Equipping Cognition, Affect, and Behavior Growth
So now, when I have to have critical conversations, I have some tools that I can use. I can consider what are some of those elements I must cover in the conversation, giving the other person space when seeing what the issue is. This training has given me some of those tools to use (Participant 2).
So my philosophy of leadership was definitely validated that to be a good leader you need to serve others (Participant 7).
I recognize the strengths that each of us have that are different, but they each play a crucial role in leadership and in creating a strong leadership program for any organization or school (Participant 5).
Engage Learning Elements
Book discussion and presenters stood out for me – interactions and activities helped the most. There was one training on accepting
differences, and understanding about what’s going on in a person’s life before they have arrived where they are. This helps you to understand the reactions they have to things in the work force, and the activity was really neat. (Participant 7).
The program is a wonderful opportunity for women to network, grow,
and strengthen their leadership skills, it’s a wonderful way to learn from others’ experiences and bounce your ideas and expertise and get gain from others and they gain from you, it’s just a wonderful growth opportunity (Participant 4).
Relational Model for Leadership is Essential
I know that if I had a problem, I would pick up the phone, I would have people all across the state doing the exact same thing that I do and they would be able to tell me what they have done in that situation, or what somebody else at their center had done for whatever. The networking part of it was incredible. Absolutely, the people that you meet, is one of the biggest things for me (Participant 4).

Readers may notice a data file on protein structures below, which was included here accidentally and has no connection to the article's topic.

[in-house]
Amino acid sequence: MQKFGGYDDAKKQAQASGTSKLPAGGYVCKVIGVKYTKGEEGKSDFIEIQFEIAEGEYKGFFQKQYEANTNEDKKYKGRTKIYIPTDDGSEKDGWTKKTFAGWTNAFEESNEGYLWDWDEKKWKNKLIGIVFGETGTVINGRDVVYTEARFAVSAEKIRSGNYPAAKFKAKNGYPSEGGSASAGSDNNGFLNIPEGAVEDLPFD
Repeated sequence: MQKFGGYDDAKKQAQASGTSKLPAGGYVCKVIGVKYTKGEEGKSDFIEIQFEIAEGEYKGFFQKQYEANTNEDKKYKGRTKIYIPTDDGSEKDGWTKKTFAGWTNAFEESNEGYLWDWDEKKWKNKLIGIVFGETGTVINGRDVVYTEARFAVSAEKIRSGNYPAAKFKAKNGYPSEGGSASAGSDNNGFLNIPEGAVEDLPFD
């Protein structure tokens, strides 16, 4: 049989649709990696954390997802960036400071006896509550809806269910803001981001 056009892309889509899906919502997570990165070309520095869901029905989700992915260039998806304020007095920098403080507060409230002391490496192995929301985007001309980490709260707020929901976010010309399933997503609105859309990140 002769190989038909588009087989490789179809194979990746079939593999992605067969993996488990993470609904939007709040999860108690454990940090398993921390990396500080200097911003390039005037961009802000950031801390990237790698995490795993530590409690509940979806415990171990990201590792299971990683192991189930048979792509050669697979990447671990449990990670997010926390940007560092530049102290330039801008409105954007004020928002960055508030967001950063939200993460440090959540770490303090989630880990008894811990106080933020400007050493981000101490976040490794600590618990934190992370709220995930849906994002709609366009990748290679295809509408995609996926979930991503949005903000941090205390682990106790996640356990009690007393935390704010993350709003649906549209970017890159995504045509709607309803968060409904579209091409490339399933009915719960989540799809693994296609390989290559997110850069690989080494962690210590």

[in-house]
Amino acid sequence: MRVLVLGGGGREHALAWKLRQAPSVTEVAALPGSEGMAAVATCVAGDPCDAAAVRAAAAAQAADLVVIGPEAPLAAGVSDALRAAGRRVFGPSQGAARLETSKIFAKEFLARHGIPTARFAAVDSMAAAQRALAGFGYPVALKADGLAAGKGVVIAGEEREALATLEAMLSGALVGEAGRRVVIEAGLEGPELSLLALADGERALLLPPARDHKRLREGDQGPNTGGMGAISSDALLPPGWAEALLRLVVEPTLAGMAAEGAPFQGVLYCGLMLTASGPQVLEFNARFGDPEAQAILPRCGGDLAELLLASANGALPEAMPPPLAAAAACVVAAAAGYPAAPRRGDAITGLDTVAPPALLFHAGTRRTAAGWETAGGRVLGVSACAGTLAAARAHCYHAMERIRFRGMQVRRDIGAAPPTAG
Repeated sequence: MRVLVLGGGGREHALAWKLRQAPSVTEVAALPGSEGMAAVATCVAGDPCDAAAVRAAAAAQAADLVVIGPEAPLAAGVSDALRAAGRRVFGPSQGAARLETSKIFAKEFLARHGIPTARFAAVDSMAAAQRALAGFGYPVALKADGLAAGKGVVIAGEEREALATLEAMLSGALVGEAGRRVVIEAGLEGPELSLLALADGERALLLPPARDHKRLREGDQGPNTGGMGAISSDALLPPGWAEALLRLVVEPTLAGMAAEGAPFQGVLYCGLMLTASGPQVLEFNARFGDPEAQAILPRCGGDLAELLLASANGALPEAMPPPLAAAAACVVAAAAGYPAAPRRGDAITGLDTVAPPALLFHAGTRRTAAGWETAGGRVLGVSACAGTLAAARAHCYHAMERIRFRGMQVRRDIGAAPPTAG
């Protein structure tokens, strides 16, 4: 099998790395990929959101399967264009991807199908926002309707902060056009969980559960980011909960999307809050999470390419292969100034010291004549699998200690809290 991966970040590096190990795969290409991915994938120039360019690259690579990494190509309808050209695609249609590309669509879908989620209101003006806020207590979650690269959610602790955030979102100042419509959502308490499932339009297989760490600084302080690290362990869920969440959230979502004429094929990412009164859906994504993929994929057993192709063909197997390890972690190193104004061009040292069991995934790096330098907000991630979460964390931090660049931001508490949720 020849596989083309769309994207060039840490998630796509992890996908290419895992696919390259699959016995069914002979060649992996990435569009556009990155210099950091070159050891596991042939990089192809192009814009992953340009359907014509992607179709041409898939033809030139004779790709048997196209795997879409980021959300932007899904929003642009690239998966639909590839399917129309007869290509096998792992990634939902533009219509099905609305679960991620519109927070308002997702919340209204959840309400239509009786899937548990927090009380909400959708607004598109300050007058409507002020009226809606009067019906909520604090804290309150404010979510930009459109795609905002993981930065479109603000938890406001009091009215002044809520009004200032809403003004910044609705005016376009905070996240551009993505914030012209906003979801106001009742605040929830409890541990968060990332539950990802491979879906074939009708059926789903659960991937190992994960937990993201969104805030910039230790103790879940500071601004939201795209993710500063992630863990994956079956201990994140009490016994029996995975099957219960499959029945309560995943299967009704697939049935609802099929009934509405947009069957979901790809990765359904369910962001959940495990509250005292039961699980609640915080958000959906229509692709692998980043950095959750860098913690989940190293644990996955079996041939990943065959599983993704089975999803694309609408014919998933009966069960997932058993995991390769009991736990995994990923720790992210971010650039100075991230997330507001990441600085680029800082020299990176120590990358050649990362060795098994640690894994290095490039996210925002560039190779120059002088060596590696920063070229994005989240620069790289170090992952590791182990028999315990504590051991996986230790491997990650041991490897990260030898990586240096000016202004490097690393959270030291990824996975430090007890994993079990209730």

It’s bigger than networking. It allows us to build a system and collaborate across the system (Participant 2).
It’s awesome to be able to have this network statewide… I think the networking and relationships will be lifelong resources for us as we grow and develop in our leadership roles (Participant 5).
The confidence that it gives you and the connections. Ask those questions and how did you deal with this, and what would you do, to have that mentorship relationship was the best thing about it (Participant 4).
We have met together since then; we’ve been in activities together since then. I think it was a real defining opportunity to click with women we otherwise would not have (Participant 5).
Encompassing Impact of Leadership Training
My girlfriend says since that leadership thing, I am much better at
letting things roll off; I don’t take things so personally anymore. Not in a bad way, but I attack it with a solution in mind, and not beating myself up over it (Participant 7).
It’s the single best leadership training that I have been involved in. An awesome experience – I’d even go as far as to say a life changing experience. Not only did it reinforce ideas about leadership, but I made lasting relationships with the people in the class (Participant 6).
(Emergent) Perceived Struggle of Women
We have this sense about us that men don’t have. We care, about their feelings, if we fire this person, then, they don’t have a pay check, then
their kids suffer that stuff all relates to us…when probably if they are in that type of situation and they’re not doing their job, I think men might have a better time at separating that (Participant 4).
We have to defend our right to step outside our home, especially if you are stepping into a role of leadership…there is still a lot of inequality and bias against strong women (Participant 5).
Women have allowed life to slow their progression in leadership roles (Participant 6).
Synthesis and Essence of Experiences
Women who participated in the OCTWL program gained an increased sense of being prepared for leadership, seeing leadership as less of an occupied position and more of a mindset. They felt more equipped for advancement to leadership positions, which in some cases they had already assumed but were also aware of the leadership potential in their current level of responsibilities. Overwhelmingly, they felt better prepared to assume leadership roles if the opportunities arose. This preparedness goes beyond gaining leadership skills and had a personal growth aspect to it. Class participants gained confidence and grew in personal agency, believing that if other women can achieve high places of leadership, they could succeed as well.